Without public discussion, the Planning Commission May 26 unanimously approved a special exception application by Christ and St. Luke’s Episcopal Church that advances the church’s plan to expand a non-conforming structure along Stockley Gardens and to demolish three buildings in Ghent’s historic district. Since the commission’s special exception vote is advisory only, the final decision will be made by the Norfolk City Council at a yet undetermined date.
This is the second time this month that the commission voted against the recommendations of the Norfolk Planning Department. With regard to the special exception request, city planners recommended that it be denied since it does not meet city code; earlier, they had recommended that the church’s request to demolish the Historic Guild House be denied, a recommendation the commission overruled on May 12. Under city code, that decision is final.
With reference to the general standards for special use applications — please see “What city law says,” a separate entry on this Web site — the May 26 staff report concluded that “a determination of no adverse impact cannot be made.”
Given Ghent’s many schools and 14 houses of faith, there already exists “a fragile balance between the residential and the institutional uses,” the report noted. “In today’s world, many members of these churches live outside of the Ghent neighborhood.” At the peak hours of use for churches, this neighborhood “is inundated with automobiles.”
The addition of a 200-seat multi-purpose space, to be used for weddings and other social events, would significantly impact the neighborhood and increase the activity level of this church, both in intensity and in frequency used, according to the report.
The proposed expansion, which would increase the density of development by 21 percent, 11 percent more than allowed, “is not compliant with Section 12-3.c and 3 of the Zoning Ordinance,” the report noted. It also “will result in the reduction below acceptable levels in the lot coverage ratio.
In addition, “Chapter 12, Nonconformities, of the Zoning Ordinance states that it is the intent to permit nonconformities to continue until they are removed, but not to encourage their continuation over time,” according to the report.
“Finally, the site has been operated as a religious institution for many years. Denial of the special exception would not prohibit the continued use of the site as a religious institution, but would prevent the expansion of a non-conforming structure.”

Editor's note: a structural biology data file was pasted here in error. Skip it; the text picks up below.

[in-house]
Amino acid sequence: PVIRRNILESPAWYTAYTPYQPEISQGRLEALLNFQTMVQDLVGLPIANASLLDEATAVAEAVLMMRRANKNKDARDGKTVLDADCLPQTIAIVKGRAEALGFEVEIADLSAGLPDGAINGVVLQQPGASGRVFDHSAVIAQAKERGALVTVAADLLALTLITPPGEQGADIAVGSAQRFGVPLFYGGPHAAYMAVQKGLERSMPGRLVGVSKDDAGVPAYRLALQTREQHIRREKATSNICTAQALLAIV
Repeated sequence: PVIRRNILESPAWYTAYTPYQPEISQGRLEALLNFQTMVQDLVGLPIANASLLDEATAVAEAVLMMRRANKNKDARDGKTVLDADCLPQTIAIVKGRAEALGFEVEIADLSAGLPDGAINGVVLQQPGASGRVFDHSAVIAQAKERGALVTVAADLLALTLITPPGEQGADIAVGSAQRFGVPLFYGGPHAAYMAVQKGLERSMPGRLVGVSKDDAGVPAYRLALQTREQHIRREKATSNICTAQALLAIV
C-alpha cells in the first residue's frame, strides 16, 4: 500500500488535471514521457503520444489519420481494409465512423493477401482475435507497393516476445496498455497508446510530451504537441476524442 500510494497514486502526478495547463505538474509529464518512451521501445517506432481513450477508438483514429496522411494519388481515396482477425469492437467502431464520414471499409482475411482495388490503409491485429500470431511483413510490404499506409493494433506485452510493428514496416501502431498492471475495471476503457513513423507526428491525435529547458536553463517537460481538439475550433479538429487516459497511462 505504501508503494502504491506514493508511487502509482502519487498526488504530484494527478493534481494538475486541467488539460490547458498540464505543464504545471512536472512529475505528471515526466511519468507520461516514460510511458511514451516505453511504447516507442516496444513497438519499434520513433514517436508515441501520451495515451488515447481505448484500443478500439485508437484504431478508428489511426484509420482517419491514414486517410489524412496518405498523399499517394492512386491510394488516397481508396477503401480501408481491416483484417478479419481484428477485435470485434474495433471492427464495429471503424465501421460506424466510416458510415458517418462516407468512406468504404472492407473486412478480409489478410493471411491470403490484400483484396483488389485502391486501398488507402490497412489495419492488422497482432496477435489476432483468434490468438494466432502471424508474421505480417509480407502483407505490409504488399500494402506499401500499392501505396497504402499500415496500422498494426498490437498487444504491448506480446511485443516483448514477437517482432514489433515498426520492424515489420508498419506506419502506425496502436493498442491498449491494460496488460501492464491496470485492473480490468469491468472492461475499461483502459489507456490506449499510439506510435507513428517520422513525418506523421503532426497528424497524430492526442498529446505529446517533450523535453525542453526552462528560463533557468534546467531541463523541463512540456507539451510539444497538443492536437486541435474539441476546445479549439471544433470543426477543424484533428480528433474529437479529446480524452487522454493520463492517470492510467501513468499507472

During both the May 12 and the May 26 hearings, several opponents to the church’s expansion plan repeatedly told commissioners that the two requests do not meet the criteria of the city’s ordinance and urged them to save the Guild House, a contributing structure to the North Ghent National Register of Historic Places District.
Church plan supporters again emphasized the church’s need to expand to allow for more and better programming for its growing parish. The church currently has about 1,500 members, a figure it expects to grow to 2,000 within a decade.
Before the hearing’s rebuttal period, commission Chairman and Ghent businesswoman Barbara Zoby invited church representatives to explain the Secretary of Interior guidelines on additions to historic buildings since she said that she has followed these guidelines for historic downtown properties that she owns. Jim Bickford, chairman of the church’s building committee, said the the guidelines require that such additions be visually and architecturally different from the original structures.
Two Ghent residents disagreed. The federal guidelines were developed with the sole intent to save historic structures and to provide references for projects for which historic tax credits are being sought; they were not intended for projects that require the demolition of historic structures. Furthermore, local ordinances, including the Ghent Design guidelines, take precedence over federal guidelines, they said.